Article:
Demonstrators take part in a protest against the high cost of living and for social justice in Tel Aviv
Demonstrators take part in a protest against the high cost of living and for social justice in Tel Aviv August 27, 2011. REUTERS

Israel's social protest movement faces its moment of truth on Saturday when the turnout for a March of a Million demonstration in Tel Aviv will show whether a popular push for reform can be sustained, a leading organiser said.

One more time, the youth and students are calling to the nation that they want their support, Itzik Shmuli, head of the National Student Union and one of the protest's leaders, said in a Reuters interview. And I know my people -- they will come.

The protest movement got off the ground in July when a handful of young Israelis, frustrated with the high price of housing, pitched tents along a major boulevard in Tel Aviv.

The student union helped transform it into a movement that earlier this month inspired a quarter of a million Israelis, who usually only rally over issues of war and peace, to take to the streets.

Weekly protests have already brought change, including housing and consumer market reforms, and prompted Prime Minister Benjamin Netanyahu to appoint a committee to explore a much broader revamping of the government's economic policies. Its recommendations are due in a few weeks.

But the killing of eight Israelis on the Egyptian border by gunmen who Israel said infiltrated from the Gaza Strip via Egypt's Sinai desert and a subsequent surge in Israeli-Palestinian violence have switched the national focus over the past two weeks back to security issues.

And with summer holidays over for many Israelis and children now back in school, some political commentators predict waning public interest in protesting.

No doubt this is a moment of truth, Shmuli said about Saturday's rally, which could turn out to be the biggest demonstration in Israel's history.

Even 500,000 protesters would be good news, he said.

Rockets are falling on Israeli civilians and we need to solve that problem here and now. But in the same breath, you need to solve the socio-economic problems, Shmuli added.

Most of those who have filled the streets this summer come from the middle class, which bears Israel's heavy tax burden and sustains its conscript military. Although the country enjoys a low unemployment rate and a growing economy, many Israelis are bitter over high living costs and wide gaps in wages.

We're not looking for a personal fight with the prime minister. We're not interested. Or to make a change in his coalition. We're not interested, Shmuli said.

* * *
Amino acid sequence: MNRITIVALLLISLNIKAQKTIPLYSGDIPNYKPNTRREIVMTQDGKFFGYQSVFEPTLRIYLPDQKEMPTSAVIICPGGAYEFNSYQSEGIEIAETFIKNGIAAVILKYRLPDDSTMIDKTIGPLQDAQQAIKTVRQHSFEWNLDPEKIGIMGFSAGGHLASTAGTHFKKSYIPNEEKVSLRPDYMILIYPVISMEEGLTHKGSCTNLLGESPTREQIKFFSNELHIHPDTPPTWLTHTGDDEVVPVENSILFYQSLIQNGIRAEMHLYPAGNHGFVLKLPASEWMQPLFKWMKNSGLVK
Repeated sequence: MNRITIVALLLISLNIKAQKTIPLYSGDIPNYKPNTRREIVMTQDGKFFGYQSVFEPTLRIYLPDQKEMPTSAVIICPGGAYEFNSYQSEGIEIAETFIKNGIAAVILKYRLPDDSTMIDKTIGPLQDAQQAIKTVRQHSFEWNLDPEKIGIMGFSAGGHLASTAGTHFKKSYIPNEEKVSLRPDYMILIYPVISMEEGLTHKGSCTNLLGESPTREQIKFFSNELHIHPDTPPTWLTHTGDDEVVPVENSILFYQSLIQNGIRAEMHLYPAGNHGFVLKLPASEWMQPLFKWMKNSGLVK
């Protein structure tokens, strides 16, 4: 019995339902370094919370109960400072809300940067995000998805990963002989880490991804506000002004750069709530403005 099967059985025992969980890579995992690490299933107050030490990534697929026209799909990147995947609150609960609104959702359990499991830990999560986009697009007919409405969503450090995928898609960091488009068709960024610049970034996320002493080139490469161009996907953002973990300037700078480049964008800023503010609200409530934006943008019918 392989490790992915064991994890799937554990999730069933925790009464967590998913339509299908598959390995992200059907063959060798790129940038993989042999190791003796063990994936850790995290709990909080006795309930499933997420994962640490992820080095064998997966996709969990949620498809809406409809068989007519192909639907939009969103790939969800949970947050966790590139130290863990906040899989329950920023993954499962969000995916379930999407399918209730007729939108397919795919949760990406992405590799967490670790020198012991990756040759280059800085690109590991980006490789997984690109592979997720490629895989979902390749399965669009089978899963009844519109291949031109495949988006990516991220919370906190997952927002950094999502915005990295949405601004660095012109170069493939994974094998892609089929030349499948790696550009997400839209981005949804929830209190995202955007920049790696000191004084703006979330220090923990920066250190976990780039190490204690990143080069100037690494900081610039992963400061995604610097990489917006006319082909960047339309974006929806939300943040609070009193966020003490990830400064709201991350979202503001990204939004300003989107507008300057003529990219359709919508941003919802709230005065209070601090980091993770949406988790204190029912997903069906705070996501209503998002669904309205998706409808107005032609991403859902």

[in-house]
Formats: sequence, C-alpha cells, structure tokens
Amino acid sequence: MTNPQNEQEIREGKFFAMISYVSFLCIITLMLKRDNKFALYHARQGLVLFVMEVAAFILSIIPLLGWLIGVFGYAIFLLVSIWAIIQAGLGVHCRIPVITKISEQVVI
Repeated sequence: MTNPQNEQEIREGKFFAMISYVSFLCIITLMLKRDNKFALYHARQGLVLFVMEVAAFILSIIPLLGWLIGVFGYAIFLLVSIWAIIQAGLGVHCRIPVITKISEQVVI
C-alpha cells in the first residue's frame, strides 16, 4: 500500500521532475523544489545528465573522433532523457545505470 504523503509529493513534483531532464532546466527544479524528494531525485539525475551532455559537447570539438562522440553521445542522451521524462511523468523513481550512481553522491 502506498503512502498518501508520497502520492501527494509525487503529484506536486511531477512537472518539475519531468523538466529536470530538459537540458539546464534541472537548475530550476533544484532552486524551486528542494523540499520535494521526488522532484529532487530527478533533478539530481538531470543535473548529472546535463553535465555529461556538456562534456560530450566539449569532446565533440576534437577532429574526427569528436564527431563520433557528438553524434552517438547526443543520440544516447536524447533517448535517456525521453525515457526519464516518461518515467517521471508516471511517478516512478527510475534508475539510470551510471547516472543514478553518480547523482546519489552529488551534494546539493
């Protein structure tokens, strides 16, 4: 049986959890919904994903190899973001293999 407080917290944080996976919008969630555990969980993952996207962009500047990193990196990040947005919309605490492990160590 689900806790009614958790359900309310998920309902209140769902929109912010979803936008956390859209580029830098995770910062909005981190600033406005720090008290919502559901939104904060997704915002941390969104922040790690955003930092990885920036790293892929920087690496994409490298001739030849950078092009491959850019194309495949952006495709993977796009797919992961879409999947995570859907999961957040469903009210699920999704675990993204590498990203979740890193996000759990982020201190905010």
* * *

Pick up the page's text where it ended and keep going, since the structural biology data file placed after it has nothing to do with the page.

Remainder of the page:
But added: I think we have all the reasons why not to believe the prime minister ... The burden of truth is on the government to bring solutions, together with us.


The grassroots protest movement has been unique in its crossing of ethnic and political lines. But critics have pointed to disagreement among its leaders over whether to cooperate with the government-appointed reform panel.

Shmuli, who is favour of a dialogue with the forum, said there will always be differences within any authentic struggle for change. He and other young leaders of the protests have been hesitant to discuss in detail reforms that would appease them.

Our job is not to form a long list of demands. Our job is to come and present a vision, the job of the government is to respond, Shmuli said.

The National Student Union, which has not published any formal demands, is the most organized group within the protest, representing more than 60 campuses. Shmuli, 31, is halfway through a two-year term as its chairman.

Other groups within the protest movement have called for changes in taxation rates, an end to the Netanyahu government policy of drafting a two-year budget and state intervention to increase market competition.

Netanyahu has pledged major reform moves -- without going into detail -- while cautioning he will maintain fiscal responsibility in the state budget ... at a time of economic uncertainty.

What is clear is the protests have ensured that economic and social issues will be high on the agenda of the next Israeli parliamentary election, not due until 2013, that had been dominated in the past by diplomacy and security.

The Middle East's Arab Spring of regime change has served as an inspiration to the Israeli protest leaders.

We are looking what's going on in the world and want to show that we, too, are capable, Shmuli said. It is the era of Facebook and social networks, Twitter, YouTube that we simply connect through this new media to people our age.

Shmuli and his peers have steered clear of politicians looking to hitch a ride on the protest movement's popularity. But will they use their new fame to turn it into a party or enter politics themselves?

There are voices that talk about it. When they talk to me about it, I say this is not the time. If someone wants to stand up one day and make it a political party, okay, it's a legitimate thought, he said.

Politics is not a dirty word ... It's a possibility but no more than that.